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Single-Minded Activists

Pittsburgh's weaknesses may be its biggest strength

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So after three years of calling Pittsburgh the worst city in the country for singles, Forbes magazine now says we rank 29th out of 40. Predictably, a chorus of self-congratulation went up from the usual suspects -- the Post-Gazette editorial page and advocates for “young people” -- for whom finishing 29th has apparently been a long-cherished goal.

 

Just as predictably, the celebrations ignore the very things that make Pittsburgh worth celebrating.

 

It should go without saying that the Forbes survey is idiotic. When determining each city’s “cost of living alone,” for example, Forbes says it weighed the cost of the following items: “a Pizza Hut pizza, a movie ticket and a six-pack of Heineken.” Apparently, this is what Forbes staffers think of as a big night on the town. Even seemingly straightforward data, like the population of singles in each city, is dodgy. Forbes says it counted as a single anyone “above the age of 15 that has never been married.” Hot divorcees don’t count, in other words, while Forbes thinks of 16-year-olds as eligible material. You might want to lock up the kids during next year’s survey.

 

The real problem, though, is that the things that make Pittsburgh worthwhile -- like the things we seek out in a mate -- are impossible to quantify.

 

Just ask the League of Pissed Off Voters: As you’ll see elsewhere in this issue, the organization chose Pittsburgh as the site to hold their convention this year -- even though they could easily have passed over Pittsburgh as lightly as Forbes did. The group is unapologetically progressive, after all, and specializes in mobilizing young voters. Pittsburgh would seem to have little to offer on either score, especially compared to the cities who finished high on the Forbes list. Boston, San Francisco, New York, L.A., Austin … the cities that finish in the Forbes top dozen are also notable for leaning left.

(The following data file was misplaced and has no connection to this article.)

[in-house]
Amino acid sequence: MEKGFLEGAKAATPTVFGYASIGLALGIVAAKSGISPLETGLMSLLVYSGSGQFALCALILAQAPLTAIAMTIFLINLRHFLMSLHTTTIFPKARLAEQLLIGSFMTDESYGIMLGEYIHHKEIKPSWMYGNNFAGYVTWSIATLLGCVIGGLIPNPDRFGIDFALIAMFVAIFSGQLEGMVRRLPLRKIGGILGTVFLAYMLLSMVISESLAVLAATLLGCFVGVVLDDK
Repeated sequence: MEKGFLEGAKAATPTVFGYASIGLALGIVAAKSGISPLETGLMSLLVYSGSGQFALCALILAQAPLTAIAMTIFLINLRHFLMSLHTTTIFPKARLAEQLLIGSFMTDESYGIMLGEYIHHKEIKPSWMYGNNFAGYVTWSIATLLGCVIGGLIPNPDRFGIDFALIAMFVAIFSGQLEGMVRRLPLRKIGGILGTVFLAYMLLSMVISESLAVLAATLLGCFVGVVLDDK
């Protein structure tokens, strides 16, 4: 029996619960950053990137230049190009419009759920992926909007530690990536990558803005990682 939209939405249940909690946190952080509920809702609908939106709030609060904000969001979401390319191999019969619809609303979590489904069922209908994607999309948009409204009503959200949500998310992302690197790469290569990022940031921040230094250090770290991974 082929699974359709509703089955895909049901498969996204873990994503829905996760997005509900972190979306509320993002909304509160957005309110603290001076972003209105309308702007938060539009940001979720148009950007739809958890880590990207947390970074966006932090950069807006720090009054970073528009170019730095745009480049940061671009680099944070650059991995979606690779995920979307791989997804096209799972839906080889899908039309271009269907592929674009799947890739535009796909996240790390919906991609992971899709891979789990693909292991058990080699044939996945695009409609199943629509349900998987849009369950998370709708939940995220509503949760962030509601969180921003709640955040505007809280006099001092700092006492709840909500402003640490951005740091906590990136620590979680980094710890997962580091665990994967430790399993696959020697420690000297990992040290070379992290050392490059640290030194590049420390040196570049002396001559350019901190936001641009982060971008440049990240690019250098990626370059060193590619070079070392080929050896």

But it’s as easy to be a leftist in Boston as it is to get laid. Pittsburgh, by contrast, attracts those looking for a challenge.

 

Singles take note: To borrow from Frank Sinatra, if you can make out here, you can make out anywhere. And the same is true of politics.

 

Lefties often roll their eyes and say Pennsylvania is “Philadelphia on one end, Pittsburgh on the other, and Alabama in between.” But America itself is rapidly becoming New York on one end, San Francisco on the other, and a whole cluster of Alabamas in between. Western Pennsylvania is a microcosm for the country. Our political travails -- a fossilized Democratic Party and social conservativism on issues like gay marriage -- mirror those of the entire nation. That’s partly why one of the League’s luminaries, William Upski Wimsatt, says the League hopes to make Pittsburgh “a pilot project and national leader in progressive governance.”

 

After last year’s presidential election, progressives in other cities were talking about trying to survive as an “urban archipelago” -- with Democrats huddled behind city walls, secure from the rampaging suburban and rural GOP hordes. “By focusing on the cities the Dems can create a tribal identity to combat the white, Christian, rural, and suburban identity that the Republicans have cornered,” wrote Savage Love sex columnist Dan Savage and his colleagues at Seattle alt-weekly The Stranger last year.

 

No disrespect to Savage, but only somebody who lived in a Forbes top-10 city could ever buy that strategy. Pittsburghers know the right-wingers will come for the cities sooner or later … because in Pittsburgh, they’re already here. Better to learn how to combat them now, before the fundamentalists start catapulting cow carcasses o’er the ramparts of Boston. We’re a one-party town with a strong union heritage, sure, but those institutions are crumbling all around us. Seeing that process first-hand gives us a better idea of those institutions’ weaknesses -- and how they might be rescued from themselves.

 

For the League of Pissed Off Voters, then, Pittsburgh can be a kind of lab experiment. A handful of political activists can do what new stadiums, a new convention center and countless tax incentives for biotech have so far failed to accomplish: make Pittsburgh a cutting-edge city.

 

Maybe we don’t screw as often as the cities favored by Forbes. But come the election of 2012, those cities may have us to thank for not getting screwed over.

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